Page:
The Spanish government has committed to increasing its military spending by 80% over the next seven years in order to meet the benchmark set by NATO in 2014. At the NATO Summit in Wales in 2014, members of the 28-nation organization promised to commit 2% of GDP to defense spending. While Spain’s promise to increase spending falls below the 2%, representing between 1.5% and 1.6% of GDP, it equates to around €18 billion in total defense spending.
NATO countries have until December 21 of this year to explain how they will meet the 2014 goal. This goal has become more urgent with the arrival of Donald Trump in the White House. In his first meeting with NATO leaders in May, the US president said NATO countries owed “massive amounts of money” and claimed that 23 of the 28 member countries “are still not paying what they should be paying …This is not fair to the people and taxpayers of the United States.”
The United States, United Kingdom, Greece, Estonia and Poland are the five NATO countries which do dedicate 2% of GDP to defense spending. Spain is one of the last in line, spending 0.92% (2017 forecast), just ahead of Belgium and Luxembourg.
Spain is one of the countries that contributes least to NATO, ahead of just Belgium and Luxembourg
In a letter addressed to NATO secretary-general, Jens Stoltenberg, the Spanish government has explained its plan to increase military spending above GDP growth in the next seven years until this hits €18 billion in 2024. This figure represents an increase of around 80% on the government’s current spending but does not equate to 2% of Spain’s GDP.
Depending on GDP growth and in terms of constant price, the amount could reach between 1.5% and 1.6%. The best possible scenario will see Spain reach the 2% goal by 2028.
The Spanish government believes that with this plan it meets its commitments to NATO, which in Wales, in contrast to what is believed, did not oblige countries to dedicate 2% of GDP to NATO in 10 years. What was agreed upon at that time, was that countries which did not meet this goal should stop military spending cuts and increase defense expenditure in real terms with GDP growth as well as “move towards the 2% guideline within a decade with a view to meeting their NATO Capability Targets and filling NATO's capability shortfall.”
The declaration also outlines that NATO countries should spend more than 20% of their defense budgets on major equipment, including related research and development. In this area, Spain is much better positioned as 19.31% of its military spending already goes toward such equipment, according to NATO data.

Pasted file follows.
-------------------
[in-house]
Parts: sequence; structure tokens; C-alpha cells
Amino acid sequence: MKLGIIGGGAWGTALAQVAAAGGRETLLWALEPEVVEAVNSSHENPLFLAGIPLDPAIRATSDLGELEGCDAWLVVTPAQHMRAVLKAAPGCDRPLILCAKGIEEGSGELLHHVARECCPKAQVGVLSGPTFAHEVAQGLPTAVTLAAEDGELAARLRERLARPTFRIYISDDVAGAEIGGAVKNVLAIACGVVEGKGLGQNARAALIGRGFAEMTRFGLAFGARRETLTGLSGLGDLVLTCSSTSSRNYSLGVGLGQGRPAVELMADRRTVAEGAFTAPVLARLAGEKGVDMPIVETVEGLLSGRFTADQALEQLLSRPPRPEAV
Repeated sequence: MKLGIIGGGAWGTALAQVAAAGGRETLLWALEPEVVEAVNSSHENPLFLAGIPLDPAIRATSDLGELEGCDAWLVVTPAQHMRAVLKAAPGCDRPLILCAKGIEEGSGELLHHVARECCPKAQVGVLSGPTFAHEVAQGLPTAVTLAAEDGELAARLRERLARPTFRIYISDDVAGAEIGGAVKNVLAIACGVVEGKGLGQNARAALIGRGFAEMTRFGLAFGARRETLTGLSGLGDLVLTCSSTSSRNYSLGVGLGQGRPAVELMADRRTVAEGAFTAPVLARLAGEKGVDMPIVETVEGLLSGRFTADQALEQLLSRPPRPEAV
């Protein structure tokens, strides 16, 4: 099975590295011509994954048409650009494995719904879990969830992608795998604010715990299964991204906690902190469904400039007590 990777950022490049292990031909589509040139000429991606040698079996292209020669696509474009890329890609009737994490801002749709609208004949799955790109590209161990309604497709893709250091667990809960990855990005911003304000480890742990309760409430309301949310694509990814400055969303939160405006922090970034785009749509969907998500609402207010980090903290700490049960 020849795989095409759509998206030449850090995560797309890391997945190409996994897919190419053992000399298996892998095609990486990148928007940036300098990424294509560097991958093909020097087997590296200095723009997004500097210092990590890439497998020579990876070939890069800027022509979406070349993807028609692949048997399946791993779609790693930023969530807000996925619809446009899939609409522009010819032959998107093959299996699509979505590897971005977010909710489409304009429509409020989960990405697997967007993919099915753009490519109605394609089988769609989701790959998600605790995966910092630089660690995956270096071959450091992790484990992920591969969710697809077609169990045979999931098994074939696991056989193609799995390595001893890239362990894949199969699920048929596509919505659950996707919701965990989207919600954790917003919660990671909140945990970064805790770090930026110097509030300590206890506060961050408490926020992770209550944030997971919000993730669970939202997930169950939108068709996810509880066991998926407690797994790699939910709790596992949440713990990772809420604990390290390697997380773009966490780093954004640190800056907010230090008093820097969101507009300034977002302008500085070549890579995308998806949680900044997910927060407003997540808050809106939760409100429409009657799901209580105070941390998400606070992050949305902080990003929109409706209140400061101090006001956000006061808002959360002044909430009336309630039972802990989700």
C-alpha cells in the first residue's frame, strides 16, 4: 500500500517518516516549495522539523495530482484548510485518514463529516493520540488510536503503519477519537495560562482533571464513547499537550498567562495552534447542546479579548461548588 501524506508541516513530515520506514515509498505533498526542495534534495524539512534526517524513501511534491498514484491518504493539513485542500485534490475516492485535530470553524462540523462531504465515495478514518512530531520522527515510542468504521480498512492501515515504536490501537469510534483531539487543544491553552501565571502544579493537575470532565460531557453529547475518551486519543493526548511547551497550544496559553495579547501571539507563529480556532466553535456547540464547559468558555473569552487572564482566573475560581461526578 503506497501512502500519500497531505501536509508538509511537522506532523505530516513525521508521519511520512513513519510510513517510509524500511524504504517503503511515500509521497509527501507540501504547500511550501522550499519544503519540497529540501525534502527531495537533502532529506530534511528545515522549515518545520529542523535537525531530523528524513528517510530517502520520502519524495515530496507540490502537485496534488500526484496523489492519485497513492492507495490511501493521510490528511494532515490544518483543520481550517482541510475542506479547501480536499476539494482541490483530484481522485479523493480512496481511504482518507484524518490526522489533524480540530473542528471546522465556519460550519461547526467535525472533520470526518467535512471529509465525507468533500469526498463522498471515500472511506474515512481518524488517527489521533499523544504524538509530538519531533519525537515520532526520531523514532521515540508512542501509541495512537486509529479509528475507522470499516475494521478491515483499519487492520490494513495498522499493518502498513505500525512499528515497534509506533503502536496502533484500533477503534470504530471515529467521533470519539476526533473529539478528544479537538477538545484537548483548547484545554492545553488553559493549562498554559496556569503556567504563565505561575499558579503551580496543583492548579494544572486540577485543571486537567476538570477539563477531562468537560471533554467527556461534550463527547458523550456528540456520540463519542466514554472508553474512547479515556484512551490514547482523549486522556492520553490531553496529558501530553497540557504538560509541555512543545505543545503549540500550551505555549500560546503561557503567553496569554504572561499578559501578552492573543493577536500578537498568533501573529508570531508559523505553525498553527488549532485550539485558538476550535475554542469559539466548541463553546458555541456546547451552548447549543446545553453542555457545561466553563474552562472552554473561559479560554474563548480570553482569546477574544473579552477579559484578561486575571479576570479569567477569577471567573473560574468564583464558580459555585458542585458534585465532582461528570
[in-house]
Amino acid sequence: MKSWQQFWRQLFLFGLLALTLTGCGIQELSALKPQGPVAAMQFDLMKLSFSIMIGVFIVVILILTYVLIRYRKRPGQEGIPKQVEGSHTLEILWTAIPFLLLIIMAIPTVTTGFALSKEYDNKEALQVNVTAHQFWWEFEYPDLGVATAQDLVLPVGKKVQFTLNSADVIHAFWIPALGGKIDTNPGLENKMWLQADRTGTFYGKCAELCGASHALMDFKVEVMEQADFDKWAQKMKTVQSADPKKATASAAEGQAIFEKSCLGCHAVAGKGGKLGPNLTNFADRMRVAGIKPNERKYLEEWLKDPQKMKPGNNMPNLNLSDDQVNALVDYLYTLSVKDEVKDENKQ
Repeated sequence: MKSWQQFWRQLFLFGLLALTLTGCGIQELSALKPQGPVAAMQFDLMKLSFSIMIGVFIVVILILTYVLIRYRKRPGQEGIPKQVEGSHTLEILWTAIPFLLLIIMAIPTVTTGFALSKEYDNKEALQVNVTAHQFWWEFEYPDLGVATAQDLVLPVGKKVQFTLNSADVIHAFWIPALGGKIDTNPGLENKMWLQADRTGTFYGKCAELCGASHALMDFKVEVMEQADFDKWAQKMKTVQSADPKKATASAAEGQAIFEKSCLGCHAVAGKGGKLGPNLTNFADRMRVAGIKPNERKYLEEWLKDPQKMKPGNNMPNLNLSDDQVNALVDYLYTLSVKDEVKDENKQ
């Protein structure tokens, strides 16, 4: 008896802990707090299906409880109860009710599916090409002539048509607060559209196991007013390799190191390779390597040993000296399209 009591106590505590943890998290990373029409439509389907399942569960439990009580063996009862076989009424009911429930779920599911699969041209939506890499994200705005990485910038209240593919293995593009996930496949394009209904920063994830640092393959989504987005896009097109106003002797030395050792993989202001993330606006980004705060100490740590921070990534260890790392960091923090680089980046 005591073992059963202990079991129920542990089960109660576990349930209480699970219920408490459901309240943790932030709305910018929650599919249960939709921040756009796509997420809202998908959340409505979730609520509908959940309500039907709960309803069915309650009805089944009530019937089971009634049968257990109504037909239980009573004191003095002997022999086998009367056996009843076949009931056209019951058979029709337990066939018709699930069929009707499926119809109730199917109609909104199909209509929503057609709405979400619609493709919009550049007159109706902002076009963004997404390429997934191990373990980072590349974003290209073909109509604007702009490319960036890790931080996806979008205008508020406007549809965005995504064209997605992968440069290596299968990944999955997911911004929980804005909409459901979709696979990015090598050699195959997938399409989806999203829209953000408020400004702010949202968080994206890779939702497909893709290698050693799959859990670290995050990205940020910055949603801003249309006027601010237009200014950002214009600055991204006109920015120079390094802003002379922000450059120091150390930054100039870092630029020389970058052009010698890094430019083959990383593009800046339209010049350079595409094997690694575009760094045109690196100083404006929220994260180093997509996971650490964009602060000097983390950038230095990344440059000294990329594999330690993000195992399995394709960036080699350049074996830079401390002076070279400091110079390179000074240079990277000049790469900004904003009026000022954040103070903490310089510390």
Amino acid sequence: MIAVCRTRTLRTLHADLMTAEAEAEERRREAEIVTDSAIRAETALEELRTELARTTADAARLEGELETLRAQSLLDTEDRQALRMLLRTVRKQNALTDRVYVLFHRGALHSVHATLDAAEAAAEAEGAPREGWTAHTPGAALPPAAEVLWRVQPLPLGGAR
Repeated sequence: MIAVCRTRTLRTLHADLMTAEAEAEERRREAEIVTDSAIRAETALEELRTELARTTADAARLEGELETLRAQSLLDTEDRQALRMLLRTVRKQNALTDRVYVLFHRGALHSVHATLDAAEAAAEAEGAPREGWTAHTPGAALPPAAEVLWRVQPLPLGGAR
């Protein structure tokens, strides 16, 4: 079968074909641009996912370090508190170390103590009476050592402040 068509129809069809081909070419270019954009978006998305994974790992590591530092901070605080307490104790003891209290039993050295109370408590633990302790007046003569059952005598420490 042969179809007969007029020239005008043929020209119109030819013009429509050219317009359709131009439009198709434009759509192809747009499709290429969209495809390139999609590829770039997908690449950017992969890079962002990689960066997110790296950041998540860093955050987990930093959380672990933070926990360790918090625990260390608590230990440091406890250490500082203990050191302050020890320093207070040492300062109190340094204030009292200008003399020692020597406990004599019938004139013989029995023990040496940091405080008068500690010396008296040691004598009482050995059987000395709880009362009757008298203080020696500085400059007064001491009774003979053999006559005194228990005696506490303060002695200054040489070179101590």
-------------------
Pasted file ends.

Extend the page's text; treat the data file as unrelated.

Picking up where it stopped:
19.31% of Spain's military budget is spent on equipment
NATO members must dedicate 10% of their defense budget to operations but almost no NATO country meets this goal. Spain has participated in all of the European Union’s military missions – this year it has been the major contributor – and in almost all of the missions led by NATO.
In order to measure the increase in defense spending, it must be first determined whether a spending item can be classified as such. NATO has forecast Spanish spending for 2017 at €10.74 billion, a rise upon 2016 figures (€9 billion, 0.81% of GDP) which dropped as a result of the political stalemate following two general elections.
This figure not only includes the defense budget (€7.7 billion) but also, among other items, foreign operations (€1.1 billion forecast for 2017) and the pensions of retired military members which have social security.
In order to increase military spending and reach the NATO goal, the finance ministry has proposed including the budget of the Civil Guard, an organization which is military in nature. Including the budget of the Civil Guard would add €2.7 billion and increase the GDP percentage by two decimal points. The Ministry of Defense has rejected this as accounting trickery and demanded a real budget increase, but it is logical that the cost of Civil Guard military missions will be included.
Where are Spanish troops deployed?
The Ministry of Defense has asked for "more flexibility" to manage the country's contingents participating in international missions. The ministry wants the freedom to increase the number of troops in Mali, partially reduce the number in Congo and maintain the number of troops deployed internationally, as necessary.
Defense Minister María Dolores de Cospedal is planning on asking Congress for authorization to increase troop numbers in Mali from from 140 to 292. Spain also hopes to lead a UN mission in Libya and has stated that it would be willing to increase its forces there to 750. In 2018, Spain will also increase its Iraqi contingent with 30 more troops, bringing the number to 480, and send 65 more troops to Afghanistan, bringing the number to 95.
Defense Minister María Dolores de Cospedal, has asked for advice from the opposition in order to pass a law that protects military spending from political changes and guarantees funding for the duration of armament programs.
The litmus test will be whether the government can pass the 2018 budget. The defense ministry wants to use the €1.82 billion which was included in this year’s budget to pay the outstanding bill for the 2016 and 2017 special armament programs (PEAS) and substantially increase the amount allotted to maintenance – a figure which is seriously in the red. It would be the launch pad for Spain to meet its NATO commitments but the finance ministry has a more pressing priority: getting Spain out of its ongoing debt with the EU.
English version by Melissa Kitson.